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Cloudera and MongoDB have developed a connector to link Hadoop data and Mongo's NoSQL database

Cloudera and MongoDB have developed a connector to link Hadoop data and Mongo’s NoSQL database

Hadoop specialist Cloudera announced a strategic partnership with MongoDB this week that will allow Cloudera customers to store Hadoop data in their NoSQL MongoDB databases. The move is a huge win for MongoDB, which is quickly emerging as one of the most popular databases in use today.

The news comes one month after Cloudera secured another $160m in funding from, T. Rowe Price, Google Ventures, and MSD Capital (Michael Dell’s private investment firm) among others.

Cloudera and MongoDB’s strategic partnership is in the first instance centred on a MongoDB connector for Hadoop, which provides the ability to use MongoDB as an input source or output destination for Hadoop data.

“Volume, variety and velocity all strain traditional operational databases, calling for a fundamental reconsideration of how companies store and process data,” said Cloudera’s chairman and chief strategy officer Mike Olson.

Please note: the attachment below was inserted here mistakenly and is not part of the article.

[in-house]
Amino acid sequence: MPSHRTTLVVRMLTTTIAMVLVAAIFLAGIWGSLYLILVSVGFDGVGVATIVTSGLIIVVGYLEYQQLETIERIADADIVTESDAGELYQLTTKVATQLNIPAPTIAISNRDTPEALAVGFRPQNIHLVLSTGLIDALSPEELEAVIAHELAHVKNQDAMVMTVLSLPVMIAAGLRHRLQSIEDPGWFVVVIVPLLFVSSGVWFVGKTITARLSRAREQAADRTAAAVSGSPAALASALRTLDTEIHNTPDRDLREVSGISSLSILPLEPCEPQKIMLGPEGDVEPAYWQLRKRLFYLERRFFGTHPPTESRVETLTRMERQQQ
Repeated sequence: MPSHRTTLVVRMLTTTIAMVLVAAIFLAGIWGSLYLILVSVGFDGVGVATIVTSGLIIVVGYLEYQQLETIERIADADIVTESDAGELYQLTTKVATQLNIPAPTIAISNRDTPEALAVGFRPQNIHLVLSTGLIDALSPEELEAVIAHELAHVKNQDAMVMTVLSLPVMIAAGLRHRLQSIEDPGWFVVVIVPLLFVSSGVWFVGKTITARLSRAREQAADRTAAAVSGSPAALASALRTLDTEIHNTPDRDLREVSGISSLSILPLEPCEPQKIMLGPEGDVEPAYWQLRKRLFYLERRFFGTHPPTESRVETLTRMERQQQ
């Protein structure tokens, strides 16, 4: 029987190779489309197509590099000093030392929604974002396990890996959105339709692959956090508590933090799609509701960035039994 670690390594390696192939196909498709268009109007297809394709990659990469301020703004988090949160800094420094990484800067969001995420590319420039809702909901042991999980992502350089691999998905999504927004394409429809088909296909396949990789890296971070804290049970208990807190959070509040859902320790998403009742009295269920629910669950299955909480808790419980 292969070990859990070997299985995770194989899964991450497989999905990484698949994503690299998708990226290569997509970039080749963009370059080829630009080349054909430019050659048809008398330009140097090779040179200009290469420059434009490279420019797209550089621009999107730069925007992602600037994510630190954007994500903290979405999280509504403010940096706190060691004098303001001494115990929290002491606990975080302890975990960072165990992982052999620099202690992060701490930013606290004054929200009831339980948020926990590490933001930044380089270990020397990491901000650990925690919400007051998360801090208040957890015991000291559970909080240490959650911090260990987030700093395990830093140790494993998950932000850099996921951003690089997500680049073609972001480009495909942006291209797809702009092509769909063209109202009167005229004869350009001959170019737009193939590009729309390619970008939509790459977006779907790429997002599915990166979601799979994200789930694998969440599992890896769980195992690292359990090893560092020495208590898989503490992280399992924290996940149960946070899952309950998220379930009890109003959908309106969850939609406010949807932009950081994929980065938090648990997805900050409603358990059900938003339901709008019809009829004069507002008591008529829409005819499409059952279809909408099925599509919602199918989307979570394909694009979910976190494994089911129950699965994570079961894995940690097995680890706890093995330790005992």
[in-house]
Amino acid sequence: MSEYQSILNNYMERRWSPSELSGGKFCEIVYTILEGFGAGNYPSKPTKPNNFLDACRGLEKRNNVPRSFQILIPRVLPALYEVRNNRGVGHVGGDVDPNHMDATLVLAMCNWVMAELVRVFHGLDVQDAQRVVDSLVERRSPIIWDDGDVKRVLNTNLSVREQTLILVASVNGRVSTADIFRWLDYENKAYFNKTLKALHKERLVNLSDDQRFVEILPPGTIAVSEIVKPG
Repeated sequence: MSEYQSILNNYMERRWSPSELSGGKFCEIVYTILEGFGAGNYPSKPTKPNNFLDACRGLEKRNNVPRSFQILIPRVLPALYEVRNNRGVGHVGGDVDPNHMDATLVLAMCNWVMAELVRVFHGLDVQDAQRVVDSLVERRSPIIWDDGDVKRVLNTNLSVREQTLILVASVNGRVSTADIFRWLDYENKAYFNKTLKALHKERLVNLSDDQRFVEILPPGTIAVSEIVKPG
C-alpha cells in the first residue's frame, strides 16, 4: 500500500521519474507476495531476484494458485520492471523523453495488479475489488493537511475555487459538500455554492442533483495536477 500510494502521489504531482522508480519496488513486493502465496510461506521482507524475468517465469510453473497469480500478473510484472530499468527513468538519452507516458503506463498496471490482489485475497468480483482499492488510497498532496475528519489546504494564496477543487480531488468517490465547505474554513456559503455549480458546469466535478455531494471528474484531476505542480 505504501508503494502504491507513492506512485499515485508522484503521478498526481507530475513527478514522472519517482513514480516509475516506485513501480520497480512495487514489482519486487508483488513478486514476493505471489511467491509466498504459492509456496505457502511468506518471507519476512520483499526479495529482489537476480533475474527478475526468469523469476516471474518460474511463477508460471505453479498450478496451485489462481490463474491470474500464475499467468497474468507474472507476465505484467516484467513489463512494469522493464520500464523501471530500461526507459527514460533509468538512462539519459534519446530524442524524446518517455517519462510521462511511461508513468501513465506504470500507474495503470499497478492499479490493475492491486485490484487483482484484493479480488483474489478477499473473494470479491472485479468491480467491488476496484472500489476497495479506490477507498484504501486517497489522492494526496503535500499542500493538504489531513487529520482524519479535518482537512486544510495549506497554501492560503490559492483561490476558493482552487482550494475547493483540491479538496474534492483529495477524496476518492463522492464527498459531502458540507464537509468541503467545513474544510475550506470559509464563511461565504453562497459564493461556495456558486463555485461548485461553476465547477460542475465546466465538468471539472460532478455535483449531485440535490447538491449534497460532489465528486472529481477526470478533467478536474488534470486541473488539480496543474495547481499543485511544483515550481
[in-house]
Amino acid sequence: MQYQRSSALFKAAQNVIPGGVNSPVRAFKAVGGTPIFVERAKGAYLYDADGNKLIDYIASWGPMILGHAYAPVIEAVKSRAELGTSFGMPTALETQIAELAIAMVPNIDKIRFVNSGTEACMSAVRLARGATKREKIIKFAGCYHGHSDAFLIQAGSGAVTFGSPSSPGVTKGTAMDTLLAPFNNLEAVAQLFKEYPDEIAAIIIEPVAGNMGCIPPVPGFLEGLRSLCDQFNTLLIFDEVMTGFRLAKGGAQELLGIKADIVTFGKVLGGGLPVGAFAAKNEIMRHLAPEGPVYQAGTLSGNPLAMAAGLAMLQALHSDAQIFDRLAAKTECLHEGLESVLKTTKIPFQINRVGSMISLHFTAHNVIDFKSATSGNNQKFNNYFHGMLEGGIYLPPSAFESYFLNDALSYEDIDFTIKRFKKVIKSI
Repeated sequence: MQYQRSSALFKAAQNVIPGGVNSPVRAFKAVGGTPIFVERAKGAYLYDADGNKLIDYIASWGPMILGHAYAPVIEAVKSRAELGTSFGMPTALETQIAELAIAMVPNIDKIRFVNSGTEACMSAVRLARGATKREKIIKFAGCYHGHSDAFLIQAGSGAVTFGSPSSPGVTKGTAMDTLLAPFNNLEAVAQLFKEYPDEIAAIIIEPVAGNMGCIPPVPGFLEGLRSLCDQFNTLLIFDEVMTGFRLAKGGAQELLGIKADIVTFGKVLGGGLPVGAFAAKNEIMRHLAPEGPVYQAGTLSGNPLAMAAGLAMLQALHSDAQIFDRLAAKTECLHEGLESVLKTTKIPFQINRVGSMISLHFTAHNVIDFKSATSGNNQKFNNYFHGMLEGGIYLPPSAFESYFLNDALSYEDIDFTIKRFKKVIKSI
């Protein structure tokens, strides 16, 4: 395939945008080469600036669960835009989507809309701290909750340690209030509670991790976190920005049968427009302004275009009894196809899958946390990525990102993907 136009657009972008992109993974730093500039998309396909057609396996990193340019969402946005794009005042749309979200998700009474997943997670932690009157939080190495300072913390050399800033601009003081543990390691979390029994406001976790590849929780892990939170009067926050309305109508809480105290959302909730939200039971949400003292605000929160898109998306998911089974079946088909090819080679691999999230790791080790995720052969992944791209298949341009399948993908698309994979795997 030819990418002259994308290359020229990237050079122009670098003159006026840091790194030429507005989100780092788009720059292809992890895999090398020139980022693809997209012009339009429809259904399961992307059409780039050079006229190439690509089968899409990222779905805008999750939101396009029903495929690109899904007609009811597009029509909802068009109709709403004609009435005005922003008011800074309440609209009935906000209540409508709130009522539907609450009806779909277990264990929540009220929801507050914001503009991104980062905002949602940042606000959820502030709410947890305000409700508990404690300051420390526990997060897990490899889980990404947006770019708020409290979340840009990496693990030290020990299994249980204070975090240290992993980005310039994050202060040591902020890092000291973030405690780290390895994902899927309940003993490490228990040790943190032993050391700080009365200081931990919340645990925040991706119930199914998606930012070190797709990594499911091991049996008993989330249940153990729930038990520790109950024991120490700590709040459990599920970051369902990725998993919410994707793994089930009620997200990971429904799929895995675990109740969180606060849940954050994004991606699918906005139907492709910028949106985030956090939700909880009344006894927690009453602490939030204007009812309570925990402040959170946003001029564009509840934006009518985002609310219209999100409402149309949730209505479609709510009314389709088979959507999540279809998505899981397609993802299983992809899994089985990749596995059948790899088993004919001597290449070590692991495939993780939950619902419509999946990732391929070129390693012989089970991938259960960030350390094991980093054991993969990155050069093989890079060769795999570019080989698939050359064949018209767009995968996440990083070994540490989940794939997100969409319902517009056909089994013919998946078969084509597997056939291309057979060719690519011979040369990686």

“A Hadoop-powered enterprise data hub is an alternative centre for data storage and analytics, and together with MongoDB, we empower companies to keep all of their data in full fidelity and at minimal cost, in order to power the data needs of all connected applications and IT infrastructure,” Olson added.

Max Schireson, chief executive officer at MongoDB explained that the move further cements the emerging dominance of non-relational databases over their relational predecessors, and that the partnership – by allowing customers to integrate NoSQL and distributed file systems – will help facilitate more modern application development in enterprises.

While Cloudera already offers a number of NoSQL-Hadoop connectors the partnership is a growing sign of MongoDB’s emerging dominance in IT. Just five years after the company started operating, according to research from DB-Engines, MongoDB is the most popular NoSQL database and the fifth most popular among both relational and non-relational databases.

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